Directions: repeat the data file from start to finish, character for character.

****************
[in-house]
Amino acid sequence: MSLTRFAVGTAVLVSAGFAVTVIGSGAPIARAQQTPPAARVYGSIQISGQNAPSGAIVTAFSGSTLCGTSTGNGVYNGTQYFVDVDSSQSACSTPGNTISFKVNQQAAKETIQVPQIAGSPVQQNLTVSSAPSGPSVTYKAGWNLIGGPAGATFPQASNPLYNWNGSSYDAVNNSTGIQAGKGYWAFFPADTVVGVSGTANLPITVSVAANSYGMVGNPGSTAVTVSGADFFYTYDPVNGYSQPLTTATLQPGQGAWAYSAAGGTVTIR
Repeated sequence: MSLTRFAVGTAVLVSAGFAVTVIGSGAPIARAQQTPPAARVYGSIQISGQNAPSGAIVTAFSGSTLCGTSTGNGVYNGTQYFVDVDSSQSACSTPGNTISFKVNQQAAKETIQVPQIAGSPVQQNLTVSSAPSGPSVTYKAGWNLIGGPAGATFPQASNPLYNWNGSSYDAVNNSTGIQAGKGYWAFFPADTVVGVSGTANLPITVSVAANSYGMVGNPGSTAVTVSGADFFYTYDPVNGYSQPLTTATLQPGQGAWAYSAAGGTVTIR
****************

[in-house]
Amino acid sequence: MSLTRFAVGTAVLVSAGFAVTVIGSGAPIARAQQTPPAARVYGSIQISGQNAPSGAIVTAFSGSTLCGTSTGNGVYNGTQYFVDVDSSQSACSTPGNTISFKVNQQAAKETIQVPQIAGSPVQQNLTVSSAPSGPSVTYKAGWNLIGGPAGATFPQASNPLYNWNGSSYDAVNNSTGIQAGKGYWAFFPADTVVGVSGTANLPITVSVAANSYGMVGNPGSTAVTVSGADFFYTYDPVNGYSQPLTTATLQPGQGAWAYSAAGGTVTIR
Repeated sequence: MSLTRFAVGTAVLVSAGFAVTVIGSGAPIARAQQTPPAARVYGSIQISGQNAPSGAIVTAFSGSTLCGTSTGNGVYNGTQYFVDVDSSQSACSTPGNTISFKVNQQAAKETIQVPQIAGSPVQQNLTVSSAPSGPSVTYKAGWNLIGGPAGATFPQASNPLYNWNGSSYDAVNNSTGIQAGKGYWAFFPADTVVGVSGTANLPITVSVAANSYGMVGNPGSTAVTVSGADFFYTYDPVNGYSQPLTTATLQPGQGAWAYSAAGGTVTIR